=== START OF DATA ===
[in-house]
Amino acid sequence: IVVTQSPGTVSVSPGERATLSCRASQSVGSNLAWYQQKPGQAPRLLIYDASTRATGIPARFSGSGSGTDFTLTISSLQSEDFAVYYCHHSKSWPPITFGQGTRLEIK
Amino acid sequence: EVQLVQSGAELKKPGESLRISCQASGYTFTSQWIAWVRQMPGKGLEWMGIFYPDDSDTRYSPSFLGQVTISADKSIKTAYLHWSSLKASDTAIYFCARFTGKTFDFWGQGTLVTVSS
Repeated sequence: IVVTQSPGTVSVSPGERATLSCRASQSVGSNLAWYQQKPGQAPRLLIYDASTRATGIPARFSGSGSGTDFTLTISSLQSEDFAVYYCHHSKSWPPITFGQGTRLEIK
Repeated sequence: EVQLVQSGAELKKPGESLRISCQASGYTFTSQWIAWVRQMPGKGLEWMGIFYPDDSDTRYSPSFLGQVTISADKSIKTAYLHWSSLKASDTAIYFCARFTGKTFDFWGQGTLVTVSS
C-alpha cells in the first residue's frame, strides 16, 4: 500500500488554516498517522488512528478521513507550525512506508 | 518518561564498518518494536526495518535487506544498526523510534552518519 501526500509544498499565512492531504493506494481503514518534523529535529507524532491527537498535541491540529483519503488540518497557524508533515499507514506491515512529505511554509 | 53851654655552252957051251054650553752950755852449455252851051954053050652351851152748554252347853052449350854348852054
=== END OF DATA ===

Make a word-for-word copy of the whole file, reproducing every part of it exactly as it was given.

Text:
[in-house]
Amino acid sequence: IVVTQSPGTVSVSPGERATLSCRASQSVGSNLAWYQQKPGQAPRLLIYDASTRATGIPARFSGSGSGTDFTLTISSLQSEDFAVYYCHHSKSWPPITFGQGTRLEIK
Amino acid sequence: EVQLVQSGAELKKPGESLRISCQASGYTFTSQWIAWVRQMPGKGLEWMGIFYPDDSDTRYSPSFLGQVTISADKSIKTAYLHWSSLKASDTAIYFCARFTGKTFDFWGQGTLVTVSS
Repeated sequence: IVVTQSPGTVSVSPGERATLSCRASQSVGSNLAWYQQKPGQAPRLLIYDASTRATGIPARFSGSGSGTDFTLTISSLQSEDFAVYYCHHSKSWPPITFGQGTRLEIK
Repeated sequence: EVQLVQSGAELKKPGESLRISCQASGYTFTSQWIAWVRQMPGKGLEWMGIFYPDDSDTRYSPSFLGQVTISADKSIKTAYLHWSSLKASDTAIYFCARFTGKTFDFWGQGTLVTVSS
C-alpha cells in the first residue's frame, strides 16, 4: 500500500488554516498517522488512528478521513507550525512506508 | 518518561564498518518494536526495518535487506544498526523510534552518519 501526500509544498499565512492531504493506494481503514518534523529535529507524532491527537498535541491540529483519503488540518497557524508533515499507514506491515512529505511554509 | 53851654655552252957051251054650553752950755852449455252851051954053050652351851152748554252347853052449350854348852054